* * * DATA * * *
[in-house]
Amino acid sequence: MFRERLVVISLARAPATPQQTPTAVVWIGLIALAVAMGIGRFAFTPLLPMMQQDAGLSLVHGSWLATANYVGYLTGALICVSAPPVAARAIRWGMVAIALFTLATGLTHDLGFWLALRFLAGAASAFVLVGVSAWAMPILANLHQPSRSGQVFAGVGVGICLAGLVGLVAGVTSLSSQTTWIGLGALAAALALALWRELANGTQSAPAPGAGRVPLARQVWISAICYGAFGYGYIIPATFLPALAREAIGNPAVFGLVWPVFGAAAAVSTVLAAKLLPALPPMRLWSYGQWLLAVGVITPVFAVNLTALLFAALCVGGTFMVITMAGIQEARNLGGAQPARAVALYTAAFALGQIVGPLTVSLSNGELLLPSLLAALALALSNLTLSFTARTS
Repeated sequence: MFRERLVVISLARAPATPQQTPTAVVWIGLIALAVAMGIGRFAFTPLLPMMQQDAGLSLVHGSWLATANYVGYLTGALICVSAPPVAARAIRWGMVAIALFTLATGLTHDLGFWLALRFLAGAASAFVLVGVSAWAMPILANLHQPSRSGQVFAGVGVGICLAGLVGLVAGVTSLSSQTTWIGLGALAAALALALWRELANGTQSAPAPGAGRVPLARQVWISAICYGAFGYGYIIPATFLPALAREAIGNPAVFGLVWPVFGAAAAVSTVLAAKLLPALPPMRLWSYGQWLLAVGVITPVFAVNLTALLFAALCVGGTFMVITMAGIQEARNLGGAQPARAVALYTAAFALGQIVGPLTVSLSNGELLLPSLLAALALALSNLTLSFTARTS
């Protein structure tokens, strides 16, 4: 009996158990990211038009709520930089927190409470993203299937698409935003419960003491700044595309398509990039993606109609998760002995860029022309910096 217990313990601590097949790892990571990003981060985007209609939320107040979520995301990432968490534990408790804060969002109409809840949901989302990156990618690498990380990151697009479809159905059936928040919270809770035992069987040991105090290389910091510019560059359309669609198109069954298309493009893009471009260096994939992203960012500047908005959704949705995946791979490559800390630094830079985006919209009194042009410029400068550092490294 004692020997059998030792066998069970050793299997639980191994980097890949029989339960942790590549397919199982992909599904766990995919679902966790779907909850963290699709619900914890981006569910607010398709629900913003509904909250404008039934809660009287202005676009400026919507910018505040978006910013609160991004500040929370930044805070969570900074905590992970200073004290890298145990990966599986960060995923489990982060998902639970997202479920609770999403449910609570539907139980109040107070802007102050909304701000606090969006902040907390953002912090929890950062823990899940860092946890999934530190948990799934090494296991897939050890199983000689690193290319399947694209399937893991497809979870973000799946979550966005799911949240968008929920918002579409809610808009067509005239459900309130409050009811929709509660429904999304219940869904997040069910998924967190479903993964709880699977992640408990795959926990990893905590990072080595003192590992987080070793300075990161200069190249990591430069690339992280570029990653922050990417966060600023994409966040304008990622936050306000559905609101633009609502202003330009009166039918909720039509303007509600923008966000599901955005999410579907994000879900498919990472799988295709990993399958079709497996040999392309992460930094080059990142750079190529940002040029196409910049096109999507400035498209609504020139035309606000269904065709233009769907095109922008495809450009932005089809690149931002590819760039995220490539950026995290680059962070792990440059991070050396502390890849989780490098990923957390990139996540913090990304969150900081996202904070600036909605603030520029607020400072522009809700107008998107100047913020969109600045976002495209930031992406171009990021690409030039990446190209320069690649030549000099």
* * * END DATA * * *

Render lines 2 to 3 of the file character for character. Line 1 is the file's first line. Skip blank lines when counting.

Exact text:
Amino acid sequence: MFRERLVVISLARAPATPQQTPTAVVWIGLIALAVAMGIGRFAFTPLLPMMQQDAGLSLVHGSWLATANYVGYLTGALICVSAPPVAARAIRWGMVAIALFTLATGLTHDLGFWLALRFLAGAASAFVLVGVSAWAMPILANLHQPSRSGQVFAGVGVGICLAGLVGLVAGVTSLSSQTTWIGLGALAAALALALWRELANGTQSAPAPGAGRVPLARQVWISAICYGAFGYGYIIPATFLPALAREAIGNPAVFGLVWPVFGAAAAVSTVLAAKLLPALPPMRLWSYGQWLLAVGVITPVFAVNLTALLFAALCVGGTFMVITMAGIQEARNLGGAQPARAVALYTAAFALGQIVGPLTVSLSNGELLLPSLLAALALALSNLTLSFTARTS
Repeated sequence: MFRERLVVISLARAPATPQQTPTAVVWIGLIALAVAMGIGRFAFTPLLPMMQQDAGLSLVHGSWLATANYVGYLTGALICVSAPPVAARAIRWGMVAIALFTLATGLTHDLGFWLALRFLAGAASAFVLVGVSAWAMPILANLHQPSRSGQVFAGVGVGICLAGLVGLVAGVTSLSSQTTWIGLGALAAALALALWRELANGTQSAPAPGAGRVPLARQVWISAICYGAFGYGYIIPATFLPALAREAIGNPAVFGLVWPVFGAAAAVSTVLAAKLLPALPPMRLWSYGQWLLAVGVITPVFAVNLTALLFAALCVGGTFMVITMAGIQEARNLGGAQPARAVALYTAAFALGQIVGPLTVSLSNGELLLPSLLAALALALSNLTLSFTARTS